I get this question a lot and one day it dawned on me that maybe I wasn’t answering this in the correct way. Usually when anyone asks this question I typically tell them that I measure the subject and take pictures of the property. Also I make notes of the condition, improvements, location and view of the property. In addition to that I compare the best available comparables to the subject property and make adjustments where necessary within the report. Pretty much sums it up but you can find this on the web. I was wondering one day if maybe some of these people were really wondering exactly what do I do. Like how does it work? I mean it seems really boring but maybe they would like to know. So at the risk of sounding extremely boring I thought I would spell it out. First of all, this is my story and I am not speaking for every appraiser. However I do know a lot of appraisers who do the same exact thing as I do.
When I’m slow I am signing myself up with appraisal management companies and appraisal portals. I find them by simply googIing. I sign the agreements and upload all the pertinent information such as license and insurance. When the orders come in via email or text, I call the borrower to set the appointment. I pull up the subject property from a public records database such as Realquest.com. This is a paid online service for public information. I verify the information over the phone with the contact and then begin to run comparables. I search for comparables using a multiple listing service which is another paid service that allows you to search sales and listings within a certain criteria.
Here's a list of the comparable search results.
It will also show those properties on a map which helps you determine if there are any external factors to any of the properties including the subject. Such as backing a freeway, fronting a traffic street, backing a canyon and so on.
Here is a birds eye view of the comparables.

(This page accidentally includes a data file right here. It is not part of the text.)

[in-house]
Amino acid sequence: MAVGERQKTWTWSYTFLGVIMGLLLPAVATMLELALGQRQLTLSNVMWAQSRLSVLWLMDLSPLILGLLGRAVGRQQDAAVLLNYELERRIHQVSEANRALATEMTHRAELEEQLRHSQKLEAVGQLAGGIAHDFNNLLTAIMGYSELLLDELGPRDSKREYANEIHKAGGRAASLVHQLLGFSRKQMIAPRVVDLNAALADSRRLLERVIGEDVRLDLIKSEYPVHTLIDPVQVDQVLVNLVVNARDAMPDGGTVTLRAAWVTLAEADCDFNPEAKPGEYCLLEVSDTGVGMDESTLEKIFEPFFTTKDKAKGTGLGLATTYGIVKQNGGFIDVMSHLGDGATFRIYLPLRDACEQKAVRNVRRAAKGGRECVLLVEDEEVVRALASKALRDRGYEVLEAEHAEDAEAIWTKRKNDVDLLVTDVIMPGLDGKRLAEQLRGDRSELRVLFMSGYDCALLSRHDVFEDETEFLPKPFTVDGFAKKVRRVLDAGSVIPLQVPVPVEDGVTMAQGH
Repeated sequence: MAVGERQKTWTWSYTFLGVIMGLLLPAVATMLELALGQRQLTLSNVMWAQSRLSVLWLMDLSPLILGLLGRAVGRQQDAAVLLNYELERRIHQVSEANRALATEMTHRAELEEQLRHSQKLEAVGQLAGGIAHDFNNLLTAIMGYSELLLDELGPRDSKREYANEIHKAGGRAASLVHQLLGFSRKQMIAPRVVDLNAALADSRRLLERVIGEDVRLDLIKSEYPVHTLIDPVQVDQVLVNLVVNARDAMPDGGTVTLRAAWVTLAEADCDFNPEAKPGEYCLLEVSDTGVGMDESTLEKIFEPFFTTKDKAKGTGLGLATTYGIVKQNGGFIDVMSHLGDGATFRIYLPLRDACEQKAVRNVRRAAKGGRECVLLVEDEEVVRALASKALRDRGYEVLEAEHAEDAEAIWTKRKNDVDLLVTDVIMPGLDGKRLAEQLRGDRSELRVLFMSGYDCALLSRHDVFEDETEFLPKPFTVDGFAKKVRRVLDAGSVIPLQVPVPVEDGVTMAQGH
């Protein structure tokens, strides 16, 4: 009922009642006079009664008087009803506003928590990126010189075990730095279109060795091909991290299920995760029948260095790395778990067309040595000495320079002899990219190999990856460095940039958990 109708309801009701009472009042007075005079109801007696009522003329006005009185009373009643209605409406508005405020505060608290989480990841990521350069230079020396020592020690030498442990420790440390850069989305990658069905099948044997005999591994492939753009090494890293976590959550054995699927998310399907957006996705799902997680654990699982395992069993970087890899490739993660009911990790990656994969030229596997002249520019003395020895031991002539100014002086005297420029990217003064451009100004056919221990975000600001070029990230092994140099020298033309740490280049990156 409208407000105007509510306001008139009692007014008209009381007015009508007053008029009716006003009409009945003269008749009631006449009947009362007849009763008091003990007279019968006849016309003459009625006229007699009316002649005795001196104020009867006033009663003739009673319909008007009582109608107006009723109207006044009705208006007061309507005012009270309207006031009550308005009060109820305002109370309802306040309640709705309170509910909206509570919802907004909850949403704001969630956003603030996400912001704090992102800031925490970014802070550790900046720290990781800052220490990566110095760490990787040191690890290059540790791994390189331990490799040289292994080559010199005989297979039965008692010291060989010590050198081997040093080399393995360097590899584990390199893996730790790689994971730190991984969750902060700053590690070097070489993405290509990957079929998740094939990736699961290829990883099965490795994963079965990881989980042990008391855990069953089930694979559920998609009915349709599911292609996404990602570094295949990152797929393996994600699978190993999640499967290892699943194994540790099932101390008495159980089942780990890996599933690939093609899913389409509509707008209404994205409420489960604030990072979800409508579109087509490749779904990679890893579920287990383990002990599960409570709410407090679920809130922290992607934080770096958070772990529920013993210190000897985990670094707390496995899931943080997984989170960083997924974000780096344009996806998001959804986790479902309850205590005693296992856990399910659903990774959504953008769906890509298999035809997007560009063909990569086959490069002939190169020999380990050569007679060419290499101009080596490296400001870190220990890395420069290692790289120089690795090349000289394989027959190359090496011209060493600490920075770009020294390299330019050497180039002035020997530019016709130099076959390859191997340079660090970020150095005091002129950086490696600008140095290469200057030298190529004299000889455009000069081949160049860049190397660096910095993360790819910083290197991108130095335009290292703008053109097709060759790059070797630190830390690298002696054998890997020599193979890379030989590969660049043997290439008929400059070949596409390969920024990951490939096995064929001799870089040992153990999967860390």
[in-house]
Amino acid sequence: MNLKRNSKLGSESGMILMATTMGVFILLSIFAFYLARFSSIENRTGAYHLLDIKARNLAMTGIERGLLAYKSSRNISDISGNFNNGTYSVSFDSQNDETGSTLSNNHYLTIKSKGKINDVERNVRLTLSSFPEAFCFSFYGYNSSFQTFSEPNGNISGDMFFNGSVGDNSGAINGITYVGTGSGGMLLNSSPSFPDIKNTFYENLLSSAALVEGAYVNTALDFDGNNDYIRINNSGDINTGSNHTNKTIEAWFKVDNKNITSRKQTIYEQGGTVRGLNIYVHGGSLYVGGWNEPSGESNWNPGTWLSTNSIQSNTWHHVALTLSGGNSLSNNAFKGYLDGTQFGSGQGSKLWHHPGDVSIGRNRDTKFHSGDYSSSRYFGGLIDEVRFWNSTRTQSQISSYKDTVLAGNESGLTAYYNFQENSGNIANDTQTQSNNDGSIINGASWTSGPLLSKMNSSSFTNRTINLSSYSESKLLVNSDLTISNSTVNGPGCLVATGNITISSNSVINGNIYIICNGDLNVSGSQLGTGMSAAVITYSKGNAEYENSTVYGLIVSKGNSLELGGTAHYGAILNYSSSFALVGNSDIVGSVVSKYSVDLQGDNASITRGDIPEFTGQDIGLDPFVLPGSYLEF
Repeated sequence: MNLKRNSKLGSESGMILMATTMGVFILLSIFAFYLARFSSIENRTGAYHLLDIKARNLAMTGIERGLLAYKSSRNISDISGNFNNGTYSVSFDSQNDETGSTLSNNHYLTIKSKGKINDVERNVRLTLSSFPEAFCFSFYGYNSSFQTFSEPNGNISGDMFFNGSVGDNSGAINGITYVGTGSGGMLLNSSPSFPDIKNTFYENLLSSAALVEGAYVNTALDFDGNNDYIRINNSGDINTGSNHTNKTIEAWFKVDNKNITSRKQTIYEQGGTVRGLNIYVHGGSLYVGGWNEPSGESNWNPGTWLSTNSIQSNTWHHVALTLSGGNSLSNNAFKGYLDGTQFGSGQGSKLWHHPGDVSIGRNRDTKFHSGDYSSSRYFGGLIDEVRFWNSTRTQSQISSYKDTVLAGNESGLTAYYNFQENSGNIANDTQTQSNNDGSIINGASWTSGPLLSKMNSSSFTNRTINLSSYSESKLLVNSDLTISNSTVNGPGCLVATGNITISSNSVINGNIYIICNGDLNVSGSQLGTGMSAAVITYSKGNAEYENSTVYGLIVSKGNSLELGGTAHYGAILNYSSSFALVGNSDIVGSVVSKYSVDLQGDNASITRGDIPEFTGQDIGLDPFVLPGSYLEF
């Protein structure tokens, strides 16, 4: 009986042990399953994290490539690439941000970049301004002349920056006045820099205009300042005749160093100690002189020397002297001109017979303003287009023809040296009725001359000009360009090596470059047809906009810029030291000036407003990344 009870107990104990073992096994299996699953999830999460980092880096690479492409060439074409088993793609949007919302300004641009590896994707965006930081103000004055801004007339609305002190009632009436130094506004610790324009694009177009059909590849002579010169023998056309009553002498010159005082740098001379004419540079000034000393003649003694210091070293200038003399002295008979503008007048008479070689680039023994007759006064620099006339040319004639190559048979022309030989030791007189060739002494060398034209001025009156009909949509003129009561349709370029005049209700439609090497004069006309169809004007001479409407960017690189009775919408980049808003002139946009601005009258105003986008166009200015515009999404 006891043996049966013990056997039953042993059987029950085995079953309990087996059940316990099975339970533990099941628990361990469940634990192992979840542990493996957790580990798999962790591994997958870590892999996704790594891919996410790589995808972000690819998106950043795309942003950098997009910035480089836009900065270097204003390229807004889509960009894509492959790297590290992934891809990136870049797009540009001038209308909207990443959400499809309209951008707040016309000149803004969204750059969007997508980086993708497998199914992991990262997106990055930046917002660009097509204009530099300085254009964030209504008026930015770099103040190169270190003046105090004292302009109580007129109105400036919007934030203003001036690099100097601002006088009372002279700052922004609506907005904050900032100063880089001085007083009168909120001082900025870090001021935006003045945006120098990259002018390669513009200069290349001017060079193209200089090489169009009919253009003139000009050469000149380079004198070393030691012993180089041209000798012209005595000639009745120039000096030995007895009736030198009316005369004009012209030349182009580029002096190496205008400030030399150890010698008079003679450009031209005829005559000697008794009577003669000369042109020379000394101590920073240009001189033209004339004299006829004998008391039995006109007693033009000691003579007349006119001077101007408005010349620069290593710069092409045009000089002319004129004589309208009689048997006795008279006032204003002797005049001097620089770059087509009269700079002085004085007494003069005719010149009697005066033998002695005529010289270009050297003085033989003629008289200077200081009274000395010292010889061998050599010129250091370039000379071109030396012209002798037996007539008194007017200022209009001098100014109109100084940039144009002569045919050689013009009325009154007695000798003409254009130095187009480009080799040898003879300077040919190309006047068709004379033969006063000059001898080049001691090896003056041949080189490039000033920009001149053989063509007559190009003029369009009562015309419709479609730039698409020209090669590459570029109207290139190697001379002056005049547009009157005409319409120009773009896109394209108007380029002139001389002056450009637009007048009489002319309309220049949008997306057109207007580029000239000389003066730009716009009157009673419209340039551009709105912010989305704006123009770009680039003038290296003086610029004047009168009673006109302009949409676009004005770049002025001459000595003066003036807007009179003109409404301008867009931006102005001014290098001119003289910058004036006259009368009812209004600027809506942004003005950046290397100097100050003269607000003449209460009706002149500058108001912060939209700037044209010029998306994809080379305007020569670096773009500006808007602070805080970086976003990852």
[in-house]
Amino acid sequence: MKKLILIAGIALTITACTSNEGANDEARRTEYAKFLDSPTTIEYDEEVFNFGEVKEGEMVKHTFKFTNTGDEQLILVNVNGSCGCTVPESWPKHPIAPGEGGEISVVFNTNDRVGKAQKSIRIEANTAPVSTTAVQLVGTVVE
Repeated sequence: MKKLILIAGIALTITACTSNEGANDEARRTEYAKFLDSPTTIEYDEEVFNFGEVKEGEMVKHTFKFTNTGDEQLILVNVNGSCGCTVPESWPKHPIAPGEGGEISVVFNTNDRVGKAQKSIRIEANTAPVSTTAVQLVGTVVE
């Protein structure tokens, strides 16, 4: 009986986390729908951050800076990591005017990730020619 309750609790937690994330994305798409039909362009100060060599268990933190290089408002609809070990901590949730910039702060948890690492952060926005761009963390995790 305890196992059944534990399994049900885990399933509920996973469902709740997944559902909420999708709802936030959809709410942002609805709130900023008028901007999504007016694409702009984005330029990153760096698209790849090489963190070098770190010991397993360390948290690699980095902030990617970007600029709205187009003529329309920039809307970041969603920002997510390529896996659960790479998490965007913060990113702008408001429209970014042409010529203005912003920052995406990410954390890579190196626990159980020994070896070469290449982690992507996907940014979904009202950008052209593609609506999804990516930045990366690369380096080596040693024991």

The comparable search criteria depends on how much activity there is currently in that market. I may start with 15% difference in living area, going out .5 miles from the subject but if that does not provide enough sales then I expand my search. It’s all relative to that particular assignment. The search needs to be objective and therefore sales price is not a factor. The subject’s market value is what we are trying to figure out right? In the back of my mind I am thinking about any reviewer that may review my appraisal. If it was warranted to expand search because of low turnover then I know I should be ok. It is not ok to expand search and seek out comparables outside of a market when there are perfectly good ones available within the immediate area. That being said there are certain times when it is necessary to seek out comparables into other markets if it is justified. Let’s say the subject has been highly upgraded and in order to supply comparables similar in quality and condition it may be necessary to go into other areas.
After choosing the best available comparables, I go to the subject property, measure and take pictures, drive comparables, you get the idea. Go back to the office and input the data. Analyze and reconcile the information. In a nutshell, the main factors are location, location, location. I’m kidding it’s just so funny when people think they are clever by saying this. But in a nutshell the main factors are location, size, condition, and view. You could add age and quality in there but that kind of goes with condition. Anyways, thanks for your time and I hope this helps with any curiosity you have about the profession.
About the author
Mathew Just is a Certified Residential Appraiser and has been servicing the southern California area for over 13 years.